Friday, November 04, 2022

Emerging Microbes & Inf.: H9N2 Cluster Among Humans, Chickens & Pet Cat - China, 2018


Despite being an LPAI (low path avian influenza) virus, and producing relatively mild symptoms in humans, H9N2 is viewed by many as an important and influential player in the avian flu world.

So, while H9N2 may not be at the very top of our pandemic threats list, it is still regarded as having at least some pandemic potential (see CDC IRAT SCORE), and several candidate vaccines have been developed

All of which brings us to a fascinating report, published overnight in Emerging Microbes and Infections, that provides the details of an investigation of a cluster of H9N2 infections (human x 2, chickens, and a  pet cat) in Guangxi, China in October of 2018.  

A check of subsequent monthly WHO Influenza at the Human-Animal-Interface reports (here, here, here, here, and here) shows that China reported 6 H9N2 cases between Nov 1st 2018 and April  2019 - all among young children -  but these two cases do not appear.

In addition to the infection of the family cat (see A Dog & Cat Flu Review), this outbreak is unusual in that most H9N2 cases are one-off, and we rarely hear of clusters of infection.  Of note, the two human cases reported atypical (non-respiratory) symptoms of diarrhea, abdominal pain, and arthralgia.

We also learn from this report that the H9N2 clade 1.2, lineage Y280 virus detected had an exclusive binding preference for mammalian (a2,6) receptor cells, and could replicate and cause pathological changes in mice.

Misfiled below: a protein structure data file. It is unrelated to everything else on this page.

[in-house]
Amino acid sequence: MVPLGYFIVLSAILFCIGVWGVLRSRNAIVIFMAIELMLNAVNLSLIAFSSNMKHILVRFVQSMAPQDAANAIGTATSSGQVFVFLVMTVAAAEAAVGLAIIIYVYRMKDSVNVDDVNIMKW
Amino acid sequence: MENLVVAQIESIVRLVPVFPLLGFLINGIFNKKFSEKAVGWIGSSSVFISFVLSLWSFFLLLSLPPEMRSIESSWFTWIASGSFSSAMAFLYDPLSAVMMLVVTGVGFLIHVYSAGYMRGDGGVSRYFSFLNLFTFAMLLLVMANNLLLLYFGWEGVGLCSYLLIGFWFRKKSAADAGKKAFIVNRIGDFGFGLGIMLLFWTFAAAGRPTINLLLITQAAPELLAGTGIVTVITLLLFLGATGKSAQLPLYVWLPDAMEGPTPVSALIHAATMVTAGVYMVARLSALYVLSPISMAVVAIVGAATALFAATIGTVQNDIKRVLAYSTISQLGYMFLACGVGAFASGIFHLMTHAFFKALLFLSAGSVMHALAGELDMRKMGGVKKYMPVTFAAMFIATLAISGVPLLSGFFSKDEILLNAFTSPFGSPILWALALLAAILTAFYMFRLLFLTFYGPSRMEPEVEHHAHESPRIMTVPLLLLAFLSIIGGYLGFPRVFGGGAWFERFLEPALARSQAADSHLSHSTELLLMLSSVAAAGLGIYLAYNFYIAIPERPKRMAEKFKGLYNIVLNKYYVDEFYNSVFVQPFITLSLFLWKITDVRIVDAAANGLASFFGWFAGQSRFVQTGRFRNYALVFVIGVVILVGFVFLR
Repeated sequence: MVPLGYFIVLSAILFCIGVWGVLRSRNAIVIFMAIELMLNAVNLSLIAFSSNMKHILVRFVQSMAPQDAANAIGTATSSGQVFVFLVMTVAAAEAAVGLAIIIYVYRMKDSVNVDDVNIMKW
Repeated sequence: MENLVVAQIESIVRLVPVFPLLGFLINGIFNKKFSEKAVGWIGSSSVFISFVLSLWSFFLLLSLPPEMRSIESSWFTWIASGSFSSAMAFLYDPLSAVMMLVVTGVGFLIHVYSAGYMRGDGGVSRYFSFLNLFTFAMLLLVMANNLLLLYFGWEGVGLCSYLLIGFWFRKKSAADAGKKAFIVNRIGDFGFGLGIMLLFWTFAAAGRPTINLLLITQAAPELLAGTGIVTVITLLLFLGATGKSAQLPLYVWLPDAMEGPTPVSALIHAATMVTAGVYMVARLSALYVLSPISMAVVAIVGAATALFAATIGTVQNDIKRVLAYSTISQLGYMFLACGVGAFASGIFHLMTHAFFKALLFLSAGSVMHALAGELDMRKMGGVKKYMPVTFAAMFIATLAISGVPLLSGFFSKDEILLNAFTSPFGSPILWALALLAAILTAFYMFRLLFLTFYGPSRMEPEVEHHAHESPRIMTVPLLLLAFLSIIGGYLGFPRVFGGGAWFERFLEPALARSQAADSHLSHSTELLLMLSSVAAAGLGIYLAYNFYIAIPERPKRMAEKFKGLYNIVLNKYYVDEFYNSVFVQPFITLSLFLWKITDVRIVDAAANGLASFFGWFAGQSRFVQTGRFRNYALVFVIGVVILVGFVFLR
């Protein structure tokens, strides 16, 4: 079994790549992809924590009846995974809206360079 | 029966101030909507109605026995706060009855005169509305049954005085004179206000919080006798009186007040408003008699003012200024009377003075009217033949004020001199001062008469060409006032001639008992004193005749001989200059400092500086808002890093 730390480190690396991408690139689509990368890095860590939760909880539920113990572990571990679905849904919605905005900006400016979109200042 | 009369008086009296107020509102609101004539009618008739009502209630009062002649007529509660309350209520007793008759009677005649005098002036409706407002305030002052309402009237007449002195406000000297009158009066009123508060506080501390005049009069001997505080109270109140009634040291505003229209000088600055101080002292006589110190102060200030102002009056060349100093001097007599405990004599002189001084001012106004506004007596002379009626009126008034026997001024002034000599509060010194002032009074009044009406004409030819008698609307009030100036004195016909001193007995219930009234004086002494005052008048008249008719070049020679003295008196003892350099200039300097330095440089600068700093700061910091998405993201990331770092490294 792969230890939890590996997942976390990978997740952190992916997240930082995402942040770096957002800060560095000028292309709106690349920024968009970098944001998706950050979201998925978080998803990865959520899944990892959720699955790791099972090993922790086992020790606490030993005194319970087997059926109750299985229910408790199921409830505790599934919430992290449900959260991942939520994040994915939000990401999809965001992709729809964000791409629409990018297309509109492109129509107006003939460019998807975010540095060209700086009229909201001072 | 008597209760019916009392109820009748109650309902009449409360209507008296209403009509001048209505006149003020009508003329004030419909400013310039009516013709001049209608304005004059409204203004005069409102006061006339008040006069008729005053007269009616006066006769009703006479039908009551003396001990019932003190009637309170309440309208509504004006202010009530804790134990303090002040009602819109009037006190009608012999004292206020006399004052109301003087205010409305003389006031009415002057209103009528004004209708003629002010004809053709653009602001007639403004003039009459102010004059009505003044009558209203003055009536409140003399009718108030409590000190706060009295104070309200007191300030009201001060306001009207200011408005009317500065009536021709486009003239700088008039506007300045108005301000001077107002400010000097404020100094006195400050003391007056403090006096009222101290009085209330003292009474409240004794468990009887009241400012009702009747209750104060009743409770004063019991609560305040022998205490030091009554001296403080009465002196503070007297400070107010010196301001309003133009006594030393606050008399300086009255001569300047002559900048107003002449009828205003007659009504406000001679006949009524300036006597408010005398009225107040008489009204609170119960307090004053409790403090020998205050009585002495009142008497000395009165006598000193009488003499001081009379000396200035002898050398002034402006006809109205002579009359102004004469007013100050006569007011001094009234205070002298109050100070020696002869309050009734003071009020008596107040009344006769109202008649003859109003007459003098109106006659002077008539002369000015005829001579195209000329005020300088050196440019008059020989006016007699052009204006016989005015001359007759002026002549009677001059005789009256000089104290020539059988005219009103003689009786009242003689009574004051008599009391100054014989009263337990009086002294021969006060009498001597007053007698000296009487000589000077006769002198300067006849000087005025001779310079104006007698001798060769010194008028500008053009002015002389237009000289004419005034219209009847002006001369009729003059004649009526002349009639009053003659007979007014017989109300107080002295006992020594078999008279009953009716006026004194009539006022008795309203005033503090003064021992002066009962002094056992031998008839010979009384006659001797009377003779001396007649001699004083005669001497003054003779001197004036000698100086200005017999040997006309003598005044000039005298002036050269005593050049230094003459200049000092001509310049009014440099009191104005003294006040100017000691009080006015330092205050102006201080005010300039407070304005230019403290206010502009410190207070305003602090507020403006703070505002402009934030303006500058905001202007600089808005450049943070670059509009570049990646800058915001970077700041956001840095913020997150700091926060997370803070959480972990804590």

This is a lengthy, and highly detailed report, and is well worth reading in its entirety.  I've only posted some excerpts, so follow the link to read:

Genetic, biological and epidemiological study on a cluster of H9N2 avian influenza virus infections among chickens, a pet cat, and humans at a backyard farm in Guangxi, China


During an investigation in October 2018, two people with diarrhoea, mild abdominal pain, and mild arthralgia symptoms in Guangxi, China, were identified as infected by H9N2 avian influenza virus (AIV). Four H9N2 AIVs were isolated from one of two patients, a pet cat, and a dead chicken (two respective isolates from its lung and kidney tissues) bred by the patients at a backyard farm.

Epidemiological investigation indicated that the newly bought chicken died first, and clinical syndromes appeared subsequently in the two owners and one cat. Furthermore, the two individuals possessed high H9N2-specific hemagglutination inhibition and microneutralization antibodies. Shared nucleotide sequence identity (99.9%–100%) for all genes was detected in the four H9N2 isolates, and hemagglutinin (HA) T138A located on the receptor binding domain (RBD), resulted from nucleotide polymorphisms that were exclusively found in the isolate from the female patient. 

Moreover, HA K137N on the RBD was found in isolates from these three host species. Importantly, these four H9N2 isolates presented an exclusive binding preference for the human-type receptor (α2-6-SA), and could replicate and cause pathological changes in mice. 

Phylogenetic analyses showed that these four isolates clustered together and belonged to clade 1.2, lineage Y280. In addition, H9N2 viruses of human origin are genetically divergent and interspersed with the widespread poultry-origin H9N2 AIVs. All these results indicate a high risk of H9N2 AIVs in public health, and effective prevention and control measures against H9N2 AIVs should be considered and performed for both animal and human health.